When you experience sleep paralysis, you may feel frightened, as if someone is in the room with you or something is pushing you down, though these feelings will dissipate within a few minutes.
It is not clear why sleep paralysis occurs, though it has been linked to insomnia, narcolepsy, PTSD, and disrupted sleeping patterns. You may be able to prevent this by improving your sleeping habits. Ensure you get at least seven hours of sleep a night, maintain a consistent sleep pattern, and get regular exercise.
4. Why can't I sleep?
89,900 monthly global searches
Though this question is highly subjective, and a doctor should assess those with insomnia, there are a few potential reasons as to why someone can't sleep.
One likely reason is stress and anxiety, which can result in poor sleep. Numerous factors can contribute to someone feeling anxious, including work stress or the consumption of caffeine or alcohol. If you are consuming alcohol frequently and interfering with your sleep, this should be reduced or stopped. Any caffeine consumption should not be had later in the day.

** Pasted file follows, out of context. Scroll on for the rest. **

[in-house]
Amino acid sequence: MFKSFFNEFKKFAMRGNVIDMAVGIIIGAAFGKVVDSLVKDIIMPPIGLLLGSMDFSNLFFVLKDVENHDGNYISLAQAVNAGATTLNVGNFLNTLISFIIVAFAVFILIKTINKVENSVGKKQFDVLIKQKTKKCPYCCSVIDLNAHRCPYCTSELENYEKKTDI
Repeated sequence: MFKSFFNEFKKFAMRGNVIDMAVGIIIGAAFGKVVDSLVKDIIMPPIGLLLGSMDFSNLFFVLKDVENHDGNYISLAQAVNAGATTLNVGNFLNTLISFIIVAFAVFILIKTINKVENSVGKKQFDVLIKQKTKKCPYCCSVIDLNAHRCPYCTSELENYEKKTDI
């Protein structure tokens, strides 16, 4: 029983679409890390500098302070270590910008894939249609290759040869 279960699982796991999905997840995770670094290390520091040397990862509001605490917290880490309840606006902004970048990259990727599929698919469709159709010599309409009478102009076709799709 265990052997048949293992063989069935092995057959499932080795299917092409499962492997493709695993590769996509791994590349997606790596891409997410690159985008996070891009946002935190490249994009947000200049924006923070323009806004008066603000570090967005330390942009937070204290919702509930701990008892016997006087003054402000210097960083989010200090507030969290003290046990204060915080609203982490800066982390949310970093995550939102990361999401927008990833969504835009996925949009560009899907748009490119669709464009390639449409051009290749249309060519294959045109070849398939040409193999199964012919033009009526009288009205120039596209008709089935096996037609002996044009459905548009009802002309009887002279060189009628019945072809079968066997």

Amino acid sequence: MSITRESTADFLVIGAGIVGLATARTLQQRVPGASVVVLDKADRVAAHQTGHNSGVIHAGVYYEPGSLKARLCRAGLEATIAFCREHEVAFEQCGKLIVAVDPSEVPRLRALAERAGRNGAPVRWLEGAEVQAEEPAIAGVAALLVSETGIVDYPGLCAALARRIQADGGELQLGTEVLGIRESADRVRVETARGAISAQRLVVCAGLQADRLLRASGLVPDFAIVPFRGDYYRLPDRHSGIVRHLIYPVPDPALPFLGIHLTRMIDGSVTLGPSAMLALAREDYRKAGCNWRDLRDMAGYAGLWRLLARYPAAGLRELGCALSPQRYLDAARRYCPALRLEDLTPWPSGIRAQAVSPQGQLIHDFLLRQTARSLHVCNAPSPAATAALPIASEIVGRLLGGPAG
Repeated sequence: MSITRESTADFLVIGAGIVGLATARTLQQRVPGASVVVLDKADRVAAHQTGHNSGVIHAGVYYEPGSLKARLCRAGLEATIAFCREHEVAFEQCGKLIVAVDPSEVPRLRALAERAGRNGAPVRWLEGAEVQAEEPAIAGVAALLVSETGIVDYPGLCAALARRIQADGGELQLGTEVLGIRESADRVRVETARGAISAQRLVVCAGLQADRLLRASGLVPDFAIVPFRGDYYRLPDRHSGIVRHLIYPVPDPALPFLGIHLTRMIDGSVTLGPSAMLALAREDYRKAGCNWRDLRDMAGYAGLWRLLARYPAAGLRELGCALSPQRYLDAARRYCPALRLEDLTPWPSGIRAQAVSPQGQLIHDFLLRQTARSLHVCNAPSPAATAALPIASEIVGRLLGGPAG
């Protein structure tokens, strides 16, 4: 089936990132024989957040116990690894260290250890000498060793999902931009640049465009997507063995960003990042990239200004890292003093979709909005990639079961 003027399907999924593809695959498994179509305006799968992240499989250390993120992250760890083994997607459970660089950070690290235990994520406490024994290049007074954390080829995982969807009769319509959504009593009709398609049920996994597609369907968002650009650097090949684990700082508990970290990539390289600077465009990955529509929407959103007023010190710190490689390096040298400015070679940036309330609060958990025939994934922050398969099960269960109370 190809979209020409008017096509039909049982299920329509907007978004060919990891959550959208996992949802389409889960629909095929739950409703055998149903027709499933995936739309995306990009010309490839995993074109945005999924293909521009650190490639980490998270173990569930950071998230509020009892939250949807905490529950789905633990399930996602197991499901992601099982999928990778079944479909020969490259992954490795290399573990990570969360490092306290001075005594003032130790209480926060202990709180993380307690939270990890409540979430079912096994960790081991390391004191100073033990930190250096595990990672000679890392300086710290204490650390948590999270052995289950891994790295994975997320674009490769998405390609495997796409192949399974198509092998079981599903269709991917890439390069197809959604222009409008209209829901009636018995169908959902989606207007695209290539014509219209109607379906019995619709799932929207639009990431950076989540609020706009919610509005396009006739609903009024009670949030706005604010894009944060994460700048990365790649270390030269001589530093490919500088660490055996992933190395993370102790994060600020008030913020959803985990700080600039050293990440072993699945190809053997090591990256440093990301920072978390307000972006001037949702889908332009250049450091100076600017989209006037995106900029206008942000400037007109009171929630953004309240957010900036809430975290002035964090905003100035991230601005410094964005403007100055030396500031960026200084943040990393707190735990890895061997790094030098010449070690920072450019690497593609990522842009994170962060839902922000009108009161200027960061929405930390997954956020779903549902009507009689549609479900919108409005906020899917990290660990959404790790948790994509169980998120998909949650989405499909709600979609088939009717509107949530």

Another reason could be an uncomfortable environment; as aforementioned, the environment you sleep in significantly impacts your sleep quality. If your bed is uncomfortable, it would be worth investing in comfortable bedding and pillows, which can contribute to a whole night of rest.
5. What is sleep apnoea?
80,900 monthly global searches
Sleep apnoea is a sleep disorder where breathing stops and starts while you sleep, and it can be severe if not diagnosed or treated.
Symptoms include gasping, snorting, choking noises, loud snoring, and waking up often through the night. Those with sleep apnoea may feel tired and have headaches or mood swings during the day.
If you think you have sleep apnoea, you must see a GP, who will refer you to a specialist sleep clinic for tests. Sleep apnoea is often treated by a CPAP Machine, where a mask is worn overnight that pumps air into your mouth or nose while you sleep.